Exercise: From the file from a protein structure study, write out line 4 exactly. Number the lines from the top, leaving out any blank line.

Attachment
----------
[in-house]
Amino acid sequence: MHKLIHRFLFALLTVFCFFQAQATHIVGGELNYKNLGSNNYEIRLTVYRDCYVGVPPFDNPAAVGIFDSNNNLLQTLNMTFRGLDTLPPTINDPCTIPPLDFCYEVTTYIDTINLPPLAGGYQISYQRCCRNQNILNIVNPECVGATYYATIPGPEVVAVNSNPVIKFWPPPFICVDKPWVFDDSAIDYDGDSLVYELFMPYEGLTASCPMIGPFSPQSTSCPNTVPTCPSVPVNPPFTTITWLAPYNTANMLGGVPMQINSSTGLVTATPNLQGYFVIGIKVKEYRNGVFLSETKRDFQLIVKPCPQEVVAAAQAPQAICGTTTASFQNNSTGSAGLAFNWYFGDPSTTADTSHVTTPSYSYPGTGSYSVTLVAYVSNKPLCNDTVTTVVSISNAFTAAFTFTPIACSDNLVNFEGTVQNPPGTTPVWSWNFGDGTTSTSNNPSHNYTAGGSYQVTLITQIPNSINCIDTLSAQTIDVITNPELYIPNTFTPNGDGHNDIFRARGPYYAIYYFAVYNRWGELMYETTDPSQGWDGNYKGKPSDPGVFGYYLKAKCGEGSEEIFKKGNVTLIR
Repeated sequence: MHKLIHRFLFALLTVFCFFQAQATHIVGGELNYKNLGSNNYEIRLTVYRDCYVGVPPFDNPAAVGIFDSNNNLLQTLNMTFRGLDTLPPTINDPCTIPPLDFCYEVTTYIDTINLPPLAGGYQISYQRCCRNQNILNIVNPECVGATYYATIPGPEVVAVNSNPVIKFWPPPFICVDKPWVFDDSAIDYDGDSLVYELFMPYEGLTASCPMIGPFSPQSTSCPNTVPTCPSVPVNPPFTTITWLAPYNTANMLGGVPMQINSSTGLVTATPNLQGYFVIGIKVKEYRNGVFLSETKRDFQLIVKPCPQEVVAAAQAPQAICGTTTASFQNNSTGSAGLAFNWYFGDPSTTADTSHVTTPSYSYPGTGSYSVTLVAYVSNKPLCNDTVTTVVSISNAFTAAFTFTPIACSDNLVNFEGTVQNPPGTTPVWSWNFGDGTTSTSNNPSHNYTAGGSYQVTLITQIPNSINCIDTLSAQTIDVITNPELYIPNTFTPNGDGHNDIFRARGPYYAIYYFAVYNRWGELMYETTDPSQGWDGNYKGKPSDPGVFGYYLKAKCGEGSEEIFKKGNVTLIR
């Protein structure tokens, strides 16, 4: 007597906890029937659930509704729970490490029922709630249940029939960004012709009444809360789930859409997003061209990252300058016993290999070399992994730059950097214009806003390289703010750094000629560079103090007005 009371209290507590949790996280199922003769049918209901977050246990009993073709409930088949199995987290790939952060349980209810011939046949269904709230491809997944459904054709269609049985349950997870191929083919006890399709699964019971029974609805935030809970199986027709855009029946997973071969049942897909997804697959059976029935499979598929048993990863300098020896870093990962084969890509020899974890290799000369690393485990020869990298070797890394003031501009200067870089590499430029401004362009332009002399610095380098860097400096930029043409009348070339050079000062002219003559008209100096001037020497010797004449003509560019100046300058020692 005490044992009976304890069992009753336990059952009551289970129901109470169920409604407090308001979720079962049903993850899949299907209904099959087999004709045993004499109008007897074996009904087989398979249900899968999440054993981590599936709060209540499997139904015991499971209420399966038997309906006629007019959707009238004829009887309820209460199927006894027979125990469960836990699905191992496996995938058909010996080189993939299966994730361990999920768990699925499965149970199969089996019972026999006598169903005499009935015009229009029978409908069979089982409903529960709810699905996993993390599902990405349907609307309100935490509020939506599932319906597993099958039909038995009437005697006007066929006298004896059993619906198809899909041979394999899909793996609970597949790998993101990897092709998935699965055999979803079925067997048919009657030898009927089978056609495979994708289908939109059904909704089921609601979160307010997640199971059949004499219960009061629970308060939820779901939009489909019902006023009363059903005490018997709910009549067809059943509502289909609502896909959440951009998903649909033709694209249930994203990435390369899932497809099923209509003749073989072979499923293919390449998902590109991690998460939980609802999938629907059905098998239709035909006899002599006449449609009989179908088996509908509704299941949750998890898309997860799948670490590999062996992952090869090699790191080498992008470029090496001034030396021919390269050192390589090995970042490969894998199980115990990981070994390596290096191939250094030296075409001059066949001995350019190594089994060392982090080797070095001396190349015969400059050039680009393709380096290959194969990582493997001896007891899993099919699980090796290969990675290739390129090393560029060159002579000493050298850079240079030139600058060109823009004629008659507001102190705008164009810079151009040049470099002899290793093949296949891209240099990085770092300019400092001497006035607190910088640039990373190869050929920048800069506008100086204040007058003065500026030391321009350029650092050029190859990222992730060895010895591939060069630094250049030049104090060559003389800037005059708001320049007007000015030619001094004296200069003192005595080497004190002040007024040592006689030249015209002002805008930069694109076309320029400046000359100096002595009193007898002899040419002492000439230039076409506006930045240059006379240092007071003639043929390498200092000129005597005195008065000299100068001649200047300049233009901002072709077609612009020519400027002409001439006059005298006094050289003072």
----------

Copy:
């Protein structure tokens, strides 16, 4: 007597906890029937659930509704729970490490029922709630249940029939960004012709009444809360789930859409997003061209990252300058016993290999070399992994730059950097214009806003390289703010750094000629560079103090007005 009371209290507590949790996280199922003769049918209901977050246990009993073709409930088949199995987290790939952060349980209810011939046949269904709230491809997944459904054709269609049985349950997870191929083919006890399709699964019971029974609805935030809970199986027709855009029946997973071969049942897909997804697959059976029935499979598929048993990863300098020896870093990962084969890509020899974890290799000369690393485990020869990298070797890394003031501009200067870089590499430029401004362009332009002399610095380098860097400096930029043409009348070339050079000062002219003559008209100096001037020497010797004449003509560019100046300058020692 005490044992009976304890069992009753336990059952009551289970129901109470169920409604407090308001979720079962049903993850899949299907209904099959087999004709045993004499109008007897074996009904087989398979249900899968999440054993981590599936709060209540499997139904015991499971209420399966038997309906006629007019959707009238004829009887309820209460199927006894027979125990469960836990699905191992496996995938058909010996080189993939299966994730361990999920768990699925499965149970199969089996019972026999006598169903005499009935015009229009029978409908069979089982409903529960709810699905996993993390599902990405349907609307309100935490509020939506599932319906597993099958039909038995009437005697006007066929006298004896059993619906198809899909041979394999899909793996609970597949790998993101990897092709998935699965055999979803079925067997048919009657030898009927089978056609495979994708289908939109059904909704089921609601979160307010997640199971059949004499219960009061629970308060939820779901939009489909019902006023009363059903005490018997709910009549067809059943509502289909609502896909959440951009998903649909033709694209249930994203990435390369899932497809099923209509003749073989072979499923293919390449998902590109991690998460939980609802999938629907059905098998239709035909006899002599006449449609009989179908088996509908509704299941949750998890898309997860799948670490590999062996992952090869090699790191080498992008470029090496001034030396021919390269050192390589090995970042490969894998199980115990990981070994390596290096191939250094030296075409001059066949001995350019190594089994060392982090080797070095001396190349015969400059050039680009393709380096290959194969990582493997001896007891899993099919699980090796290969990675290739390129090393560029060159002579000493050298850079240079030139600058060109823009004629008659507001102190705008164009810079151009040049470099002899290793093949296949891209240099990085770092300019400092001497006035607190910088640039990373190869050929920048800069506008100086204040007058003065500026030391321009350029650092050029190859990222992730060895010895591939060069630094250049030049104090060559003389800037005059708001320049007007000015030619001094004296200069003192005595080497004190002040007024040592006689030249015209002002805008930069694109076309320029400046000359100096002595009193007898002899040419002492000439230039076409506006930045240059006379240092007071003639043929390498200092000129005597005195008065000299100068001649200047300049233009901002072709077609612009020519400027002409001439006059005298006094050289003072």